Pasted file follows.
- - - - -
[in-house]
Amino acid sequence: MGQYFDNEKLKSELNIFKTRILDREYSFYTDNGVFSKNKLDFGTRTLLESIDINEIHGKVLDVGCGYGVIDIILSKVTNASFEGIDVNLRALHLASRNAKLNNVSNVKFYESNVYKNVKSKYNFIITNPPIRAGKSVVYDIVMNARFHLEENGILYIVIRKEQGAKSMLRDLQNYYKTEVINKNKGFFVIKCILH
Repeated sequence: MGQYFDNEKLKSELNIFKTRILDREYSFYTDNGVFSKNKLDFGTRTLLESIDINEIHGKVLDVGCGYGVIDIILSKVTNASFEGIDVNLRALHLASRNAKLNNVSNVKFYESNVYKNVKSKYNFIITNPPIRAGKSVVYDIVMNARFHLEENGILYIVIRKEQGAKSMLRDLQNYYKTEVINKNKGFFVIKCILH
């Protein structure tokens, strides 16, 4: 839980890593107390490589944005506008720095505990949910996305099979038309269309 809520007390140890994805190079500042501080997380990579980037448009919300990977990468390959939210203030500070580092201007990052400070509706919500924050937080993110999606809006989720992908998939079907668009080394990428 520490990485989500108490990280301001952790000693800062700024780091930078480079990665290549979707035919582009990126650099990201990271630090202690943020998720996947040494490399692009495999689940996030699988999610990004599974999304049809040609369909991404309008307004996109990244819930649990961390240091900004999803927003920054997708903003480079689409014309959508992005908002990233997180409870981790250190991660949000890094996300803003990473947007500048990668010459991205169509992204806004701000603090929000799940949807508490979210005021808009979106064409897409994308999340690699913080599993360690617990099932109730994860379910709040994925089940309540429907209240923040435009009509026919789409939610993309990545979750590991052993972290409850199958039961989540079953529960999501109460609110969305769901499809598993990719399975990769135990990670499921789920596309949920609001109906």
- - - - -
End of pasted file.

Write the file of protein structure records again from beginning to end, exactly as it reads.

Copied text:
[in-house]
Amino acid sequence: MGQYFDNEKLKSELNIFKTRILDREYSFYTDNGVFSKNKLDFGTRTLLESIDINEIHGKVLDVGCGYGVIDIILSKVTNASFEGIDVNLRALHLASRNAKLNNVSNVKFYESNVYKNVKSKYNFIITNPPIRAGKSVVYDIVMNARFHLEENGILYIVIRKEQGAKSMLRDLQNYYKTEVINKNKGFFVIKCILH
Repeated sequence: MGQYFDNEKLKSELNIFKTRILDREYSFYTDNGVFSKNKLDFGTRTLLESIDINEIHGKVLDVGCGYGVIDIILSKVTNASFEGIDVNLRALHLASRNAKLNNVSNVKFYESNVYKNVKSKYNFIITNPPIRAGKSVVYDIVMNARFHLEENGILYIVIRKEQGAKSMLRDLQNYYKTEVINKNKGFFVIKCILH
């Protein structure tokens, strides 16, 4: 839980890593107390490589944005506008720095505990949910996305099979038309269309 809520007390140890994805190079500042501080997380990579980037448009919300990977990468390959939210203030500070580092201007990052400070509706919500924050937080993110999606809006989720992908998939079907668009080394990428 520490990485989500108490990280301001952790000693800062700024780091930078480079990665290549979707035919582009990126650099990201990271630090202690943020998720996947040494490399692009495999689940996030699988999610990004599974999304049809040609369909991404309008307004996109990244819930649990961390240091900004999803927003920054997708903003480079689409014309959508992005908002990233997180409870981790250190991660949000890094996300803003990473947007500048990668010459991205169509992204806004701000603090929000799940949807508490979210005021808009979106064409897409994308999340690699913080599993360690617990099932109730994860379910709040994925089940309540429907209240923040435009009509026919789409939610993309990545979750590991052993972290409850199958039961989540079953529960999501109460609110969305769901499809598993990719399975990769135990990670499921789920596309949920609001109906």